|Publisher||Cornell University Press|
|Publication Date||May 3, 2007|
"Perhaps Hermeticism has fascinated so many people precisely because it has made it possible to produce many analogies and relationships to various traditions: to Platonism in its many varieties, to Stoicism, to Gnostic ideas, and even to certain Aristotelian doctrines. The Gnostic, the esoteric, the Platonist, or the deist has each been able to find something familiar in the writings. One just had to have a penchant for remote antiquity, for the idea of a Golden Age, in order for Hermeticism, with its aura of an ancient Egyptian revelation, to have enjoyed such outstanding success."―from the Introduction
Hermes Trismegistus, "thrice-great Hermes," emerged from the amalgamation of the wisdom gods Hermes and Thoth and is one of the most enigmatic figures of intellectual history. Since antiquity, the legendary "wise Egyptian" has been considered the creator of several mystical and magical writings on such topics as alchemy, astrology, medicine, and the transcendence of God. Philosophers of the Renaissance celebrated Hermes Trismegistus as the founder of philosophy, Freemasons called him their forefather, and Enlightenment thinkers championed religious tolerance in his name. To this day, Hermes Trismegistus is one of the central figures of the occult―his name is synonymous with the esoteric.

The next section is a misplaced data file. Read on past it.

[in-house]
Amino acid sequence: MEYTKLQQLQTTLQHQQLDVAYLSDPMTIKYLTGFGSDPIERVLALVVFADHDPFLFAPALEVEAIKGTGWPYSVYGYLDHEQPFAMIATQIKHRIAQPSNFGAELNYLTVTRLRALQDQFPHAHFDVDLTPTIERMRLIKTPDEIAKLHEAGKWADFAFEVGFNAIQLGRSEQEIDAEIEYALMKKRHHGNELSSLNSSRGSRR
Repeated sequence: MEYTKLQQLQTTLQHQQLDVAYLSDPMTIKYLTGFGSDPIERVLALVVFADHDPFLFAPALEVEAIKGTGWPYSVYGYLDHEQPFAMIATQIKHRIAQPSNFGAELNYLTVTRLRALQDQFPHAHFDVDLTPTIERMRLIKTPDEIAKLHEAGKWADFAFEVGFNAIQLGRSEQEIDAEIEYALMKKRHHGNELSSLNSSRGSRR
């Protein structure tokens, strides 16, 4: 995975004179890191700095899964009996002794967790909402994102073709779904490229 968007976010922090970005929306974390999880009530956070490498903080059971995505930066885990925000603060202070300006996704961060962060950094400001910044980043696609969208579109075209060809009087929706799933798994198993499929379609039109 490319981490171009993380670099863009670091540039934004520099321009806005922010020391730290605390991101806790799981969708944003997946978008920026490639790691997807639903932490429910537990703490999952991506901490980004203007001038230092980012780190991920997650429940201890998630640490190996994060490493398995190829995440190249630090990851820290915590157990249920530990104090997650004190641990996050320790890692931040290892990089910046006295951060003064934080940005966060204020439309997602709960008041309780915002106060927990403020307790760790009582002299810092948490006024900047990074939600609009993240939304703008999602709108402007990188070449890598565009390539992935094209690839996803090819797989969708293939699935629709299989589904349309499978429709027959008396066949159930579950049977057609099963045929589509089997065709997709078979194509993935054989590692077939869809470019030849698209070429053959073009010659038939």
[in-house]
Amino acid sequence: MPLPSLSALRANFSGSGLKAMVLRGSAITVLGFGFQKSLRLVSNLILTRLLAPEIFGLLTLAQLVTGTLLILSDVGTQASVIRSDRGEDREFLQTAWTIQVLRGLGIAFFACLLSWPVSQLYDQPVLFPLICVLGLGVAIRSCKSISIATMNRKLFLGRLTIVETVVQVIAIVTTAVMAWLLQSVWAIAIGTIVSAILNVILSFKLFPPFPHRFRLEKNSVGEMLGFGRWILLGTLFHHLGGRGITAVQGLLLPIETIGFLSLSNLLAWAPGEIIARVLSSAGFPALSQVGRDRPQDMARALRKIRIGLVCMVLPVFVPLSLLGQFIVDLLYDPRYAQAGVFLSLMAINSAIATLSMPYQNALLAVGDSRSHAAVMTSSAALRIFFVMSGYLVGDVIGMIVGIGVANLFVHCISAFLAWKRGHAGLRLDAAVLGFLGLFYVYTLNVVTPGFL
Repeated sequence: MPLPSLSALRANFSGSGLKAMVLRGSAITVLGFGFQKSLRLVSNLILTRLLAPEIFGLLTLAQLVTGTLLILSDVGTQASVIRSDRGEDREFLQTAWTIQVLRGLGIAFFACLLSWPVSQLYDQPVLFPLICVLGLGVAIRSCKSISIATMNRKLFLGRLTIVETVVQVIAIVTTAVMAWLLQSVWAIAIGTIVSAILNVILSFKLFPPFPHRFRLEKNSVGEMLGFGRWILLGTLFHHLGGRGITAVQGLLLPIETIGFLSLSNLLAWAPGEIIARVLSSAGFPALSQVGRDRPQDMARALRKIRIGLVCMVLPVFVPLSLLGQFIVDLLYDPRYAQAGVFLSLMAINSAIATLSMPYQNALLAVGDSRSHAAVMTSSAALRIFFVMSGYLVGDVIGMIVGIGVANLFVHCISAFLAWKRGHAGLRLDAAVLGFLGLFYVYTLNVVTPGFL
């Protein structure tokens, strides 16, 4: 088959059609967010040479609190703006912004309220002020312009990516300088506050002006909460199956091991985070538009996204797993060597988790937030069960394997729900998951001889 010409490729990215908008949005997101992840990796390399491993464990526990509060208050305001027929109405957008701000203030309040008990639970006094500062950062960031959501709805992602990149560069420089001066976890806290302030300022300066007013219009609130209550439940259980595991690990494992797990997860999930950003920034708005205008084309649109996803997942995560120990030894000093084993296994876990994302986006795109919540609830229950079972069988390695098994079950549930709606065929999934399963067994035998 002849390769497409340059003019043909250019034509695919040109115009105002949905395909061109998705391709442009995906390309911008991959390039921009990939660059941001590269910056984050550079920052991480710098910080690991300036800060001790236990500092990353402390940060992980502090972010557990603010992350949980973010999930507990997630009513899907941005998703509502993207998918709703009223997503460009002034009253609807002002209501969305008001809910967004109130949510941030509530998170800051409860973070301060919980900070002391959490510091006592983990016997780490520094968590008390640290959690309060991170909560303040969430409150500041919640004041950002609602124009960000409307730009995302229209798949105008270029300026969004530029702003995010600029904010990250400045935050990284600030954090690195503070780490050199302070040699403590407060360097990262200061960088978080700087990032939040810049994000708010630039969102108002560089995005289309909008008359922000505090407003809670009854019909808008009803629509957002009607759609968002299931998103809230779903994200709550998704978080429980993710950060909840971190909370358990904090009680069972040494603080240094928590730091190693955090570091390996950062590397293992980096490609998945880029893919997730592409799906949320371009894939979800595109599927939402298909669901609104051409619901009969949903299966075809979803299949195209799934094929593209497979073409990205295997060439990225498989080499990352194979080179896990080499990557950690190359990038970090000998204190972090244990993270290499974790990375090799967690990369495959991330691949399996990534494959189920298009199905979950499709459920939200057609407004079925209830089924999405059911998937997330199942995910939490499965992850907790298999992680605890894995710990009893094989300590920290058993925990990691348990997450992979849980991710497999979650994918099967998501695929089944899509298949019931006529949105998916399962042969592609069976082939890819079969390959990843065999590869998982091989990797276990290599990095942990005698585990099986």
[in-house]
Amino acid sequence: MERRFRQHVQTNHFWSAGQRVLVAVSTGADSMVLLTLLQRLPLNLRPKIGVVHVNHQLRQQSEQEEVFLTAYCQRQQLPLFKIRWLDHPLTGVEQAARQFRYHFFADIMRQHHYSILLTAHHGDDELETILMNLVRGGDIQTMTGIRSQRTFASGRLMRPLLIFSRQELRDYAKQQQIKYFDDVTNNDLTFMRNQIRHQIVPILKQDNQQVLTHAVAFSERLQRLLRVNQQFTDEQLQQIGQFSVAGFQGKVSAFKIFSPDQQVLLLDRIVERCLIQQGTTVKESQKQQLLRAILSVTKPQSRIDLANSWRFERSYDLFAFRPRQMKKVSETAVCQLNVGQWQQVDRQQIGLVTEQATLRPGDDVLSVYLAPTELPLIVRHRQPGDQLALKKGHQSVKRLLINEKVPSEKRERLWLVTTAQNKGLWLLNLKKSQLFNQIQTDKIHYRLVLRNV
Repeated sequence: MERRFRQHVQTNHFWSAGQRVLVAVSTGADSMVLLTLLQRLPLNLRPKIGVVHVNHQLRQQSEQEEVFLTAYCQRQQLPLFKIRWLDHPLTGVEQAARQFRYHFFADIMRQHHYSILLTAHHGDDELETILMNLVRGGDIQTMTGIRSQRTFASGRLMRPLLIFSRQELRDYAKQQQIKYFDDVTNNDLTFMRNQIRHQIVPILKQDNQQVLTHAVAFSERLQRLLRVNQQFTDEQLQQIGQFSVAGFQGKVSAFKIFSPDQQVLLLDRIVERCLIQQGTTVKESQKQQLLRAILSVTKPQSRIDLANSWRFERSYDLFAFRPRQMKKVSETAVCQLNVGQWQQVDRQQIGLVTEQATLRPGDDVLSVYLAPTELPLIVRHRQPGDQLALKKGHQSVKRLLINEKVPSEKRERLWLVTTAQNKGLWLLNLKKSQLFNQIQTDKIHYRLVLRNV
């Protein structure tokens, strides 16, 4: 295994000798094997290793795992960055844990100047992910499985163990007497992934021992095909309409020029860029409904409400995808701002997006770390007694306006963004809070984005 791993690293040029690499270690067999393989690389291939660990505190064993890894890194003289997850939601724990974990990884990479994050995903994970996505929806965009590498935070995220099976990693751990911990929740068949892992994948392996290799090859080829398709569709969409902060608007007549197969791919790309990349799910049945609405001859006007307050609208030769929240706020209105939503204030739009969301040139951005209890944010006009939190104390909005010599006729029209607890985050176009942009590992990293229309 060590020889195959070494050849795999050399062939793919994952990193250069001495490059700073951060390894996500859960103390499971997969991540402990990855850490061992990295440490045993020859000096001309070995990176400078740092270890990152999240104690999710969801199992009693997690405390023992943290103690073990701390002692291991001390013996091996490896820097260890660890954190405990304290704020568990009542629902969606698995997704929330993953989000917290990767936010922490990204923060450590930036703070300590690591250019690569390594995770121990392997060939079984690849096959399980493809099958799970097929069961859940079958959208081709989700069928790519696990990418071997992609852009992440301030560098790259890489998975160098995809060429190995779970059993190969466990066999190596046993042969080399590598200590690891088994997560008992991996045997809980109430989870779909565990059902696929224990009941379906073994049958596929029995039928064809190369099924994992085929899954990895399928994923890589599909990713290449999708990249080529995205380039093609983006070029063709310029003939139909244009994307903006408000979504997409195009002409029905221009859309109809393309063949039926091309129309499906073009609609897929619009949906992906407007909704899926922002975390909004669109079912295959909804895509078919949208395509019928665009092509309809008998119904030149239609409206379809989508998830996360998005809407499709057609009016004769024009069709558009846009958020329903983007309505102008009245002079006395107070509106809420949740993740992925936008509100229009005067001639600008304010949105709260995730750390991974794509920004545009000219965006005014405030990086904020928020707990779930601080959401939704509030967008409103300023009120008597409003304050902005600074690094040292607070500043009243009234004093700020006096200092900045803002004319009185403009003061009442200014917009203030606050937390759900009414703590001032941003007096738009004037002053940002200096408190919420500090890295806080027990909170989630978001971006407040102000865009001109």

In this scholarly yet accessible introduction to the history of Hermeticism and its mythical founder, Florian Ebeling provides a concise overview of the Corpus Hermeticum and other writings attributed to Hermes. He traces the impact of Christian and Muslim versions of the figure in medieval Europe, the power of Hermeticism and Paracelsian belief in Renaissance thought, the relationship to Pietism and to Freemasonry in early modern Europe, and the relationship to esotericism and semiotics in the modern world.